Disappointment River: Finding and Losing the Northwest Passage by Brian CastnerWhat it's about: Combining history with travelogue, acclaimed writer Brian Castner engagingly describes his 1,124 mile-canoe trip across Canada, following in the wake of Scottish explorer Alexander Mackenzie, who, in 1789, set out to find the fabled Northwest Passage.
Is it for you? Yes, if you like books with a thoughtful guide who combines fascinating history and modern-day adventure.
The Monk of Mokha by Dave EggersStarring: Mokhtar Alkhanshali, who grew up in San Francisco's notorious Tenderloin district, lived with his grandparents in Yemen for a while as a teen, and then moved back to the U.S. and made a career in his twenties importing Yemeni coffee. Then, a 2015 civil war left Mokhtar stranded in Yemen, trying to get home via any path he could.
For fans of: Dave Eggers, of course, but also coffee lovers and fans of Ian Purkayastha's Truffle Boy, another fascinating book about a globe-trotting, gourmet food-importing son of an immigrant.
The Rock, the Road, and the Rabbi Video Study : Come to the Land Where It All Began
by Kathie Lee Gifford
As a lifelong student of Scripture, Kathie Lee Gifford has always desired a deeper understanding of God’s Word and a deeper knowledge of God Himself. But it wasn’t until she began studying the biblical texts in their original Hebrew and Greek—along with actually hiking the ancient paths of Israel—that she found the fulfillment of those desires. As you journey through The Rock, The Road, and The Rabbi, you’ll also find additional content from Messianic Rabbi Jason Sobel throughout the book. Jason’s insight into the Hebrew language, culture, and heritage will open your eyes to the Bible like never before.
The End of Night: Searching for Natural Darkness in an Age of Artificial Light by Paul BogardWhat it is: an engaging, eye-opening look at the importance of night-time darkness. Author Paul Bogard travels the world -- Paris, Walden Pond, Quebec, various national parks across the globe, and other locations -- exploring varying degrees of darkness and light pollution and how that affects what people see (or don't see) in the night sky.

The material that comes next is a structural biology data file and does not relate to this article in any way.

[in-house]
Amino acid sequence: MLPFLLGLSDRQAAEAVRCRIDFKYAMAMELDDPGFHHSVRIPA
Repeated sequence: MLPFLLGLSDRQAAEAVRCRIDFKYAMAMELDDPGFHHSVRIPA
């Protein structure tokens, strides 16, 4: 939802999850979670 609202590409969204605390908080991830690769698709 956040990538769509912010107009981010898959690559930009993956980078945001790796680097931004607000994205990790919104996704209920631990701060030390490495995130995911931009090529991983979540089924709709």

Did you know? The brightest beam of light on Earth is at the top of the Luxor pyramid in Las Vegas.
Junk Raft: An Ocean Voyage and a Rising Tide of Activism to Fight Plastic Pollution by Marcus EriksenWhat it is: activist scientist and Gulf War veteran Marcus Eriksen's impassioned chronicle of his and a friend's Pacific sailing trip -- from Los Angeles to Hawaii -- on a home-made "junk raft" made from plastic bottles, used sailboat masts, and an old airplane. Along the way, they encountered storms, "plastic smog" in the water, and more.
Who it's for: readers concerned about the Great Pacific Garbage Patch and the health of the world's oceans.
Arctic Dreams: Imagination and Desire in a Northern Landscape by Barry LopezWhat it is: an evocative, expansive, and keenly observed tour of the Arctic that discusses topics like the landscape, wildlife, indigenous people, history, explorers, and the author's multifaceted experiences there.
Award buzz: Originally published in 1986, the bestselling Arctic Dreams won the National Book Award for author Barry Lopez, a writer and field biologist who spent years in the Canadian north.
On Trails: An Exploration by Robert MoorWhat it's about: While thru-hiking the Appalachian Trail, journalist Robert Moor pondered the history and purpose of trails, planting the seed for this fascinating, elegantly written examination of why we walk where we do.
Why you might like it: Letting his curiosity lead him around the world (from Maine to Morocco and beyond), Moor talks to historians, Native Americans, scientists, and others while quoting everyone from Wendell Berry to Laura Ingalls Wilder. Fans of Robert Macfarlane will especially enjoy this wide-ranging (literarily and figuratively) debut.
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